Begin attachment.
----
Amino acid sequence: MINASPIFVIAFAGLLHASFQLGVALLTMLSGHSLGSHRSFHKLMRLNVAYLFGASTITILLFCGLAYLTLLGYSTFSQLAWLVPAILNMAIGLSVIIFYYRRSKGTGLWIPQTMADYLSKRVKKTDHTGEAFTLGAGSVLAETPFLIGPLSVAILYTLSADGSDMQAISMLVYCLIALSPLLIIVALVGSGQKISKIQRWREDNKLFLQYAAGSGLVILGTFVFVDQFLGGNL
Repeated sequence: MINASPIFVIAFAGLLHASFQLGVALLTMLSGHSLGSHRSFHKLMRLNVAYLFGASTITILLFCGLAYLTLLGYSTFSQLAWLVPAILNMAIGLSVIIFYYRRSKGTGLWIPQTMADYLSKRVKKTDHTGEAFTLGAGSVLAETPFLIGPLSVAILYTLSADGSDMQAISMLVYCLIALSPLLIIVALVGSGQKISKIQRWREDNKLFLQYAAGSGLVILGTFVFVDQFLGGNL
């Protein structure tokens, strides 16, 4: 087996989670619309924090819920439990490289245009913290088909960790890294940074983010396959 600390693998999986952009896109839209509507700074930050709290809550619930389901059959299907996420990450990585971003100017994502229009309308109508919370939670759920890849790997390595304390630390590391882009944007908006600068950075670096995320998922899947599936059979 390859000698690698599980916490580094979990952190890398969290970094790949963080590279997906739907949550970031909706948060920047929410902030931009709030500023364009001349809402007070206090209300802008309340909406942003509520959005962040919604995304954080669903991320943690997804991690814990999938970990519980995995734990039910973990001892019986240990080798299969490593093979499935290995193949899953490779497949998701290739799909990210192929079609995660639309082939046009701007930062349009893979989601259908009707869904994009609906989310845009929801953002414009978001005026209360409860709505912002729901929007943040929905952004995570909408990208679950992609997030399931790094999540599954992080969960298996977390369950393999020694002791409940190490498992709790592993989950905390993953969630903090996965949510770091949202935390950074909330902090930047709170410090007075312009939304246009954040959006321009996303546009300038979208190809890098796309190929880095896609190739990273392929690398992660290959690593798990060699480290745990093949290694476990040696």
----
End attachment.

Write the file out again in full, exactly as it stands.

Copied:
Amino acid sequence: MINASPIFVIAFAGLLHASFQLGVALLTMLSGHSLGSHRSFHKLMRLNVAYLFGASTITILLFCGLAYLTLLGYSTFSQLAWLVPAILNMAIGLSVIIFYYRRSKGTGLWIPQTMADYLSKRVKKTDHTGEAFTLGAGSVLAETPFLIGPLSVAILYTLSADGSDMQAISMLVYCLIALSPLLIIVALVGSGQKISKIQRWREDNKLFLQYAAGSGLVILGTFVFVDQFLGGNL
Repeated sequence: MINASPIFVIAFAGLLHASFQLGVALLTMLSGHSLGSHRSFHKLMRLNVAYLFGASTITILLFCGLAYLTLLGYSTFSQLAWLVPAILNMAIGLSVIIFYYRRSKGTGLWIPQTMADYLSKRVKKTDHTGEAFTLGAGSVLAETPFLIGPLSVAILYTLSADGSDMQAISMLVYCLIALSPLLIIVALVGSGQKISKIQRWREDNKLFLQYAAGSGLVILGTFVFVDQFLGGNL
């Protein structure tokens, strides 16, 4: 087996989670619309924090819920439990490289245009913290088909960790890294940074983010396959 600390693998999986952009896109839209509507700074930050709290809550619930389901059959299907996420990450990585971003100017994502229009309308109508919370939670759920890849790997390595304390630390590391882009944007908006600068950075670096995320998922899947599936059979 390859000698690698599980916490580094979990952190890398969290970094790949963080590279997906739907949550970031909706948060920047929410902030931009709030500023364009001349809402007070206090209300802008309340909406942003509520959005962040919604995304954080669903991320943690997804991690814990999938970990519980995995734990039910973990001892019986240990080798299969490593093979499935290995193949899953490779497949998701290739799909990210192929079609995660639309082939046009701007930062349009893979989601259908009707869904994009609906989310845009929801953002414009978001005026209360409860709505912002729901929007943040929905952004995570909408990208679950992609997030399931790094999540599954992080969960298996977390369950393999020694002791409940190490498992709790592993989950905390993953969630903090996965949510770091949202935390950074909330902090930047709170410090007075312009939304246009954040959006321009996303546009300038979208190809890098796309190929880095896609190739990273392929690398992660290959690593798990060699480290745990093949290694476990040696």